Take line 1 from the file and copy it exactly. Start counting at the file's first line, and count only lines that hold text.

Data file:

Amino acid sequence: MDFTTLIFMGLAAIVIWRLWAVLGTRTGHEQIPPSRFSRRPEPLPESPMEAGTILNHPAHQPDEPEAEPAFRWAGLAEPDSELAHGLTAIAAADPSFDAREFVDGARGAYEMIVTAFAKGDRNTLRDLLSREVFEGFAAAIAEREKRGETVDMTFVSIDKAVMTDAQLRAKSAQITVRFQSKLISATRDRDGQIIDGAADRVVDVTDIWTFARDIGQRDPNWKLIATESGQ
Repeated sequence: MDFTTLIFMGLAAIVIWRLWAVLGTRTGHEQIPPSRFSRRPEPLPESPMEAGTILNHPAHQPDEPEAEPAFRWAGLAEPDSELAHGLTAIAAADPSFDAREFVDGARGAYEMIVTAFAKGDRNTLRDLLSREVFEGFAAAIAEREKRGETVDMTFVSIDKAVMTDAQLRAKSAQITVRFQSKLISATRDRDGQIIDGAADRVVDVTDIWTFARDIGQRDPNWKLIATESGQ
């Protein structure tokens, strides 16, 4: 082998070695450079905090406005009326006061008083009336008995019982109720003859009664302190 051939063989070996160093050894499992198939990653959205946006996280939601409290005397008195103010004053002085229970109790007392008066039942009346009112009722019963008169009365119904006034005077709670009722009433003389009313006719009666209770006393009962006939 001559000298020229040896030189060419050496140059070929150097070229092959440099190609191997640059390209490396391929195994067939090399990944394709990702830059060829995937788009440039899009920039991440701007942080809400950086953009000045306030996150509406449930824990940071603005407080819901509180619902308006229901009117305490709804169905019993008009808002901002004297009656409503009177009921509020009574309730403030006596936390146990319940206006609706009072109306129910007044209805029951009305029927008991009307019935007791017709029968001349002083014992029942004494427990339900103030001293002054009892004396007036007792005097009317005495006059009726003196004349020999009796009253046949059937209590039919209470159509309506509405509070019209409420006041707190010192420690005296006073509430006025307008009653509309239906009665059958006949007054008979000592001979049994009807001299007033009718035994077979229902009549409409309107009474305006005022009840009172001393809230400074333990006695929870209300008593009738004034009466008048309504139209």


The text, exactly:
Amino acid sequence: MDFTTLIFMGLAAIVIWRLWAVLGTRTGHEQIPPSRFSRRPEPLPESPMEAGTILNHPAHQPDEPEAEPAFRWAGLAEPDSELAHGLTAIAAADPSFDAREFVDGARGAYEMIVTAFAKGDRNTLRDLLSREVFEGFAAAIAEREKRGETVDMTFVSIDKAVMTDAQLRAKSAQITVRFQSKLISATRDRDGQIIDGAADRVVDVTDIWTFARDIGQRDPNWKLIATESGQ